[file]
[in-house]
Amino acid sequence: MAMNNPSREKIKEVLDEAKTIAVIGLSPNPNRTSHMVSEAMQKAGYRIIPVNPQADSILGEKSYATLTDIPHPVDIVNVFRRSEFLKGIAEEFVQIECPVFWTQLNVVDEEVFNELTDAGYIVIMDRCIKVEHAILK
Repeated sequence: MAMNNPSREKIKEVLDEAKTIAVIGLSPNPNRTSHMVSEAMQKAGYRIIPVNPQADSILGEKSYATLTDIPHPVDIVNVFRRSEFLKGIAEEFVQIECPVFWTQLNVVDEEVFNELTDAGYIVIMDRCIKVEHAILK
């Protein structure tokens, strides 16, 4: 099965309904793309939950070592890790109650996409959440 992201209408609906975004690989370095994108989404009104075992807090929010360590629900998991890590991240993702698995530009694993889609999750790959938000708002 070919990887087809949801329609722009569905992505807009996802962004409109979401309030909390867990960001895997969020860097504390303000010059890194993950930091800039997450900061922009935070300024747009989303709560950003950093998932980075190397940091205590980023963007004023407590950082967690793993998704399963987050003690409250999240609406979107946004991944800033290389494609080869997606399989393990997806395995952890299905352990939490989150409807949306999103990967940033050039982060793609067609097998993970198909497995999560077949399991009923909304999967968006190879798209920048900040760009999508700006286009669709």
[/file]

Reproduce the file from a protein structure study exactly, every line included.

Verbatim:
[in-house]
Amino acid sequence: MAMNNPSREKIKEVLDEAKTIAVIGLSPNPNRTSHMVSEAMQKAGYRIIPVNPQADSILGEKSYATLTDIPHPVDIVNVFRRSEFLKGIAEEFVQIECPVFWTQLNVVDEEVFNELTDAGYIVIMDRCIKVEHAILK
Repeated sequence: MAMNNPSREKIKEVLDEAKTIAVIGLSPNPNRTSHMVSEAMQKAGYRIIPVNPQADSILGEKSYATLTDIPHPVDIVNVFRRSEFLKGIAEEFVQIECPVFWTQLNVVDEEVFNELTDAGYIVIMDRCIKVEHAILK
């Protein structure tokens, strides 16, 4: 099965309904793309939950070592890790109650996409959440 992201209408609906975004690989370095994108989404009104075992807090929010360590629900998991890590991240993702698995530009694993889609999750790959938000708002 070919990887087809949801329609722009569905992505807009996802962004409109979401309030909390867990960001895997969020860097504390303000010059890194993950930091800039997450900061922009935070300024747009989303709560950003950093998932980075190397940091205590980023963007004023407590950082967690793993998704399963987050003690409250999240609406979107946004991944800033290389494609080869997606399989393990997806395995952890299905352990939490989150409807949306999103990967940033050039982060793609067609097998993970198909497995999560077949399991009923909304999967968006190879798209920048900040760009999508700006286009669709």